History2125 To see Mein Kampf as somehow reflecting authentic ideas of the man is to assume that the author intended something other than political uses (propaganda) of the document. If we recall that this political document was written and published at a key moment in the direction of the party and the future leadership position of Hitler within the party than anything and everything in it must be examined critically at best, skeptically at worst. What makes the self-styled mythmaking in Mein Kampf so suspect is that most serious historians of Hitler see most of the biographical information in the story as fiction or outright misrepresentations. It was published by Hitler and then reproduced by the Nazi party to provide a founding myth for the Fuhrer and to keep his image pure and his story noble. The ideas (if you can call the rambling sentences of this almost unreadable document) are pure propaganda and not even original. You can find most of this drivel in fin de siecle ethnic fundamentalism and in many right-wing nationalist movements in central Europe. Almost all of it is derivative of other people's ideas. I think what is interesting and historically worthwhile in this valuable document is the party's use of it and the entire Hitler myth which got traction in the Third Reich. I recommend Ian Kershaw, "The Hitler Myth: Image and Reality in the Third Reich." So yes, it is a "construct of a construct" or sheer cultural production in the service of politics.
Thank GOODNESS for you History2125! You summed up my thoughts perfectly - This Atheist POV of treating speeches before the Reichstag as perfectly authentic accurate sources for Hitler's views concerning religion (but not anything else of course), has become almost ludicrous - I mean no offence to passive Atheists of course, only fundamentalist Atheists. This tug of war to prove Hitler was a Christian is pathetic. Glad to see some REAL historians on here for a change.


Trivia is by definition unencyclopaedia. I removed the trivia section but someone restored it. Not only is a trivia section inappropriate for an encyclopaedia article, it is bullet points as well. What ever happened to prose? Anyway, the section should be removed, really. Anything which is actually relevant should be incorporated elsewhere. Worldtraveller 16:34, 13 July 2006 (UTC)

-- Don't even try to do anything to this page anymore. Too many ignorant democrats in here. I've given up. Point in case, it was removed from the 'good article' list. HMM. Wonder why...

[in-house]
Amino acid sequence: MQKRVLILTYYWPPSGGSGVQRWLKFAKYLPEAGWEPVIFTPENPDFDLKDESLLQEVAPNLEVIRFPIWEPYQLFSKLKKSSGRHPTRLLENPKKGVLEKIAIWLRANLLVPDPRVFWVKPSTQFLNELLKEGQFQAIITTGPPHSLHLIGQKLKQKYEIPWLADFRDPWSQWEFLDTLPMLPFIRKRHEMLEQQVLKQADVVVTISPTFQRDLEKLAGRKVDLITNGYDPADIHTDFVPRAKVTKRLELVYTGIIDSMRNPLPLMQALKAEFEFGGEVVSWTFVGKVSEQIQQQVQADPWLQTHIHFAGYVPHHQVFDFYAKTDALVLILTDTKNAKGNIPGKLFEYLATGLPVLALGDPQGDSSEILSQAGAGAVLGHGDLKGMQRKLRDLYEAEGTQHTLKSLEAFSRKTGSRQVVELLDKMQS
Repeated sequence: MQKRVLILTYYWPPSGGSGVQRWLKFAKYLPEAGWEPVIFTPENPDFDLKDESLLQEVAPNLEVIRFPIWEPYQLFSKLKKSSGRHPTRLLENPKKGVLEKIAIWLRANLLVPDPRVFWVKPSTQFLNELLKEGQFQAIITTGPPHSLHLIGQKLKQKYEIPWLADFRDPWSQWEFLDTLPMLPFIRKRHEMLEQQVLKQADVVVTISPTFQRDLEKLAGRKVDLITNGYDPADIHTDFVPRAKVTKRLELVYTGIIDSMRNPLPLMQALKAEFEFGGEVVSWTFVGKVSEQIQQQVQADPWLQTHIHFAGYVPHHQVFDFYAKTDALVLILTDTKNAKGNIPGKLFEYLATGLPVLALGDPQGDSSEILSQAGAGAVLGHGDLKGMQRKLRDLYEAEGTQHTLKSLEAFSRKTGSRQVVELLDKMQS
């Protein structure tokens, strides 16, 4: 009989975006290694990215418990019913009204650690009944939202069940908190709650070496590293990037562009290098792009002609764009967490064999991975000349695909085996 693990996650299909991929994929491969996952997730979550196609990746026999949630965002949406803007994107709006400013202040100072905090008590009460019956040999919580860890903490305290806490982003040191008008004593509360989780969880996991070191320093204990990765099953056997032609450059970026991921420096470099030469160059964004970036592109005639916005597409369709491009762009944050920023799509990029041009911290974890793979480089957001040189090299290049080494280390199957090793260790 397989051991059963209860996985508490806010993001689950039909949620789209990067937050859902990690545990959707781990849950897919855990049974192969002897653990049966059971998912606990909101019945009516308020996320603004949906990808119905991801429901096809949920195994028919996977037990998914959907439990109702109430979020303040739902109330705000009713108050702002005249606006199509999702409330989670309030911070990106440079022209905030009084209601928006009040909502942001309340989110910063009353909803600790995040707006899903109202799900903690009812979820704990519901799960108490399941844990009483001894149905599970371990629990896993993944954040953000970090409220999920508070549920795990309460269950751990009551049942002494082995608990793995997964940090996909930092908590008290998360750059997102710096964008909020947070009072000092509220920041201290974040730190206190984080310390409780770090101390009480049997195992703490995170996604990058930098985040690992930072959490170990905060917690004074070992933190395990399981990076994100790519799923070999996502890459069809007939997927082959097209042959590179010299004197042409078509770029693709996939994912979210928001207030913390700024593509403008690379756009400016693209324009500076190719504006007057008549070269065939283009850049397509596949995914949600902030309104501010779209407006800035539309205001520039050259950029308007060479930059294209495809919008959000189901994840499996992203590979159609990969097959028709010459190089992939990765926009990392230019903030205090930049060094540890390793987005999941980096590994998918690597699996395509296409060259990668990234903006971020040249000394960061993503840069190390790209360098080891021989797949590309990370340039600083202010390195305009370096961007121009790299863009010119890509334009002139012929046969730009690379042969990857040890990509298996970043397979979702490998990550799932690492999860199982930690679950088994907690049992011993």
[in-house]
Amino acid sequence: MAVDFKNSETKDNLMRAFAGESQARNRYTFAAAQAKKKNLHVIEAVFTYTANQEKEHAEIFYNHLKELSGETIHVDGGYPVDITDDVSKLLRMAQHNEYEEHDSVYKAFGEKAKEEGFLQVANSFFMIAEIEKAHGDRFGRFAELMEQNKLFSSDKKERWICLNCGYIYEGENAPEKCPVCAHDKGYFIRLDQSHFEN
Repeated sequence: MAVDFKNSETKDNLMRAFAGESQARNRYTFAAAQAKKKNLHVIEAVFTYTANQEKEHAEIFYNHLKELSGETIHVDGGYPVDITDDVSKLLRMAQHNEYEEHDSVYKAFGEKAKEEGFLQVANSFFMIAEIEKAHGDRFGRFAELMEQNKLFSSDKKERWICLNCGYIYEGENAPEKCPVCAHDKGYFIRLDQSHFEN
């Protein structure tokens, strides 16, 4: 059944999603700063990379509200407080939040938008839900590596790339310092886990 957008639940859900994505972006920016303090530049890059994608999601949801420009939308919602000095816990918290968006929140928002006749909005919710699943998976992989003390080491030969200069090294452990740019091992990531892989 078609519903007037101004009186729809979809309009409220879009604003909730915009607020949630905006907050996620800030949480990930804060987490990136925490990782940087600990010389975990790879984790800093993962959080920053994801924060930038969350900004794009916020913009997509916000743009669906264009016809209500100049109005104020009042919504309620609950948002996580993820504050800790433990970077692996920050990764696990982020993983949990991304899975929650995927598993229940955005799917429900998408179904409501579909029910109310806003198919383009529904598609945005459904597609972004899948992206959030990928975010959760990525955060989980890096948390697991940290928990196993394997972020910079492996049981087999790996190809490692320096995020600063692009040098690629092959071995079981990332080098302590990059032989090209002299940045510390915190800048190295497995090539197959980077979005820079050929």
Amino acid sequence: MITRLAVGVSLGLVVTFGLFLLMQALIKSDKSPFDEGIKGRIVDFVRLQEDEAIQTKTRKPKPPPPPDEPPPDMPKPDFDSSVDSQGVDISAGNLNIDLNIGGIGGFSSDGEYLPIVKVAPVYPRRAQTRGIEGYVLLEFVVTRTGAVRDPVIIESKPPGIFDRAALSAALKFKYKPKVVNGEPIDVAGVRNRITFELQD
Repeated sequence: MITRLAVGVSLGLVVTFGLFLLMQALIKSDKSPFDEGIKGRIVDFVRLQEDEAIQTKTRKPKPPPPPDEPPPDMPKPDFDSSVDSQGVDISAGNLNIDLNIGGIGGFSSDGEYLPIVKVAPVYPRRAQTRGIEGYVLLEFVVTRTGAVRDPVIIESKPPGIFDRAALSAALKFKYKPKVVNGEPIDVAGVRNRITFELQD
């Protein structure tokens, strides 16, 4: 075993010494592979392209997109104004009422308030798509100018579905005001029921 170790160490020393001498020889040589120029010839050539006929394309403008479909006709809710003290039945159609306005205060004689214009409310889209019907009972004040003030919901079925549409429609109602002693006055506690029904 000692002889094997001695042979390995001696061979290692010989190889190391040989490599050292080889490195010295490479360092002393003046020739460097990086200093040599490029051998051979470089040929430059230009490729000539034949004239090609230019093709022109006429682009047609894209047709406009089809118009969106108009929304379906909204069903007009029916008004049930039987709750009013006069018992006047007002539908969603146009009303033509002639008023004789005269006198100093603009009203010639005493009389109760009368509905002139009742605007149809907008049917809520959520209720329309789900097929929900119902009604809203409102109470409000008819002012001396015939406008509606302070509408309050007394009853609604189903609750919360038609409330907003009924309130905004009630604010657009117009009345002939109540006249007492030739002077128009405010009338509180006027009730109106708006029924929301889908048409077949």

• Although I will point out improvements look like they have been made. I still think relgious beliefs should simply be left out. Colonel Marksman 01:07, 14 July 2006 (UTC)
Why no trivia? Pages like Abraham Lincoln and Hunter S. Thompson are fine examples of a trivia section organizing facts near impossible to incorporate into meaningful prose. At least in this form no interesting pieces are left out. What's unencyclopedic about informing succintly, especially when many topics are miscellaneous? Ranieldule 18:02, 14 July 2006 (UTC)
Wikipedia is not an indiscriminate collection of information. 'Trivia' goes completely against what an encyclopaedia is suppposed to provide. If it's actually relevant, it should be included somewhere else in the article. Worldtraveller 18:14, 14 July 2006 (UTC)
Thank you for clarifying that for me WT - I had read that portion previously but I suppose I was searching for the word trivia itself, but the concept is there. I do hope though that all that information isn't lost in the ongoing delete/revert process. I find a good portion of it relevant and I hope to put those pieces somehow into the existing prose of the article. Surely everyone else should give it a go, too.Ranieldule 18:30, 14 July 2006 (UTC)

Origins of the name "Hitler"

This list is incorrect, is it not? After all, his last name WAS Hiedler, not Hitler and therefore listing the origins of *Hitler* is irrelevant, rather there should be a listing of the origins of Hiedler, his father's family's real last name. User:

Dear 211, Hiedler, Hüttler and Hitler are merely variants in spelling of one name. Only when Alois changed his name was the spelling fixed for himself and his children - and Alois chose Hitler. The variation of course doesn't make the search for the meaning easier but it is still only one name. Str1977 (smile back) 19:20, 16 July 2006 (UTC)

1936 Olympic Games

Under "Economics and culture" it says "In 1936 Berlin hosted the summer Olympic games, which were opened by Hitler and choreographed to demonstrate Aryan superiority over all other races." Did this succeed, fail? The article is not clear and with numerous non-Aryan winners of gold medals might it be changed to "choregraphed...with mixed results?" I ask tentatively because it's a small point and I'm sure plenty of you seasoned Wikipedians can set me straight before I muddle anything. Ranieldule 17:15, 14 July 2006 (UTC)